“It’s been a very long road. It’s been five years since she was attacked,” Matthew Newman, one of Nash’s attorneys, told the Today Show recently. “And all we’re looking for is an opportunity to have all the evidence heard, and for a judge to make a decision based on all the evidence and the law.”

    Attorney General George Jepsen spoke during the hearing and said he is sympathetic, but the law does not support Nash's claim and would open the floodgates to several other lawsuits.

    One member of the committee posed the question of what happens when the state has knowledge of a danger, as it did with Travis.

    A member of Jepsen's staff cited the public claim doctrine and said the state legislature would have to change the law to allow someone to sue in a case like this.

    At the time of the attack, Connecticut did not include primates in the list of dangerous animal banned in the state.

    In 2004, the state required people to have permits for primates over 50 pounds, in response to Travis leading police. 

    However, Sandra Herold, the chimp's owner, did not get a permit and DEEP chose not to go after the chimp, according to statements Jepsen's staff made.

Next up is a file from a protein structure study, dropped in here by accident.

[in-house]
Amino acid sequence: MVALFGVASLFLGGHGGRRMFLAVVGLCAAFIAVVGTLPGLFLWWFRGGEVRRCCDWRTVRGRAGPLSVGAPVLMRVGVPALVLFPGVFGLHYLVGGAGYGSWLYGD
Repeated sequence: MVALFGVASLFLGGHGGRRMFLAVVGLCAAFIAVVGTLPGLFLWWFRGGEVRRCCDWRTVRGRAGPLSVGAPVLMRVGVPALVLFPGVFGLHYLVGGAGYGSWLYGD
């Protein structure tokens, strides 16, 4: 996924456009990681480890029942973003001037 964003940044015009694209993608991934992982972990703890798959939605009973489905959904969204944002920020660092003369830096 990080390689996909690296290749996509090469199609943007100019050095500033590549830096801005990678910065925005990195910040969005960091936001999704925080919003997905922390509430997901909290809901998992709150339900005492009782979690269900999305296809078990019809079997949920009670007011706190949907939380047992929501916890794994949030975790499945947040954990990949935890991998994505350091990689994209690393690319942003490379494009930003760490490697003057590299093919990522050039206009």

After the brutal attack, statutes were changed to ban individuals to own primates.

    The Attorney General's staff said allowing Nash to sue the state in this case would "open the floodgates."

    Willinger argued against this, claiming allowing his client to sue would not bankrupt the state.

    In a video Nash sent to members of the legislature's Judicial Committee, Nash explains the challenges she's endured.

    "I feel like I'm locked up," she said in the video. "I feel like I'm in a cage."

    When she spoke today, she reiterated that her day-to-day life is difficult.

    She added that she hopes to help prevent a similar attack from happening in the future.

    “I’m hoping that the legislation will allow me to have my day in court that I will be able to have a judge listen to the evidence that is brought before him about the vicious attack on me, and that it shall not happen to any other person again,” Nash said in the video.

    Nash was blinded, lost both hands and underwent a face transplant following the attack in Stamford.

    "The last five years have been a lot of work, and, you know, a lot of challenges, and I'm up for the challenges," Nash said in the video. "It's a shame that this vicious attack had to happen... but now I'm trying to work the best I can to have my sanity and I just, I want to be as normal as I can be."

    Quinnipiac University School of Law Professor John Thomas said he's doubtful Nash's appeal will stand up in court.

    "It's really the responsibility of the owner," he explained. "The state, under extraordinary circumstances, could have come in and seized the animal, but all indications are that the owner would have opposed that."

    She reached a $4 million settlement in 2012 with the estate of the chimp's owner, who died in 2010.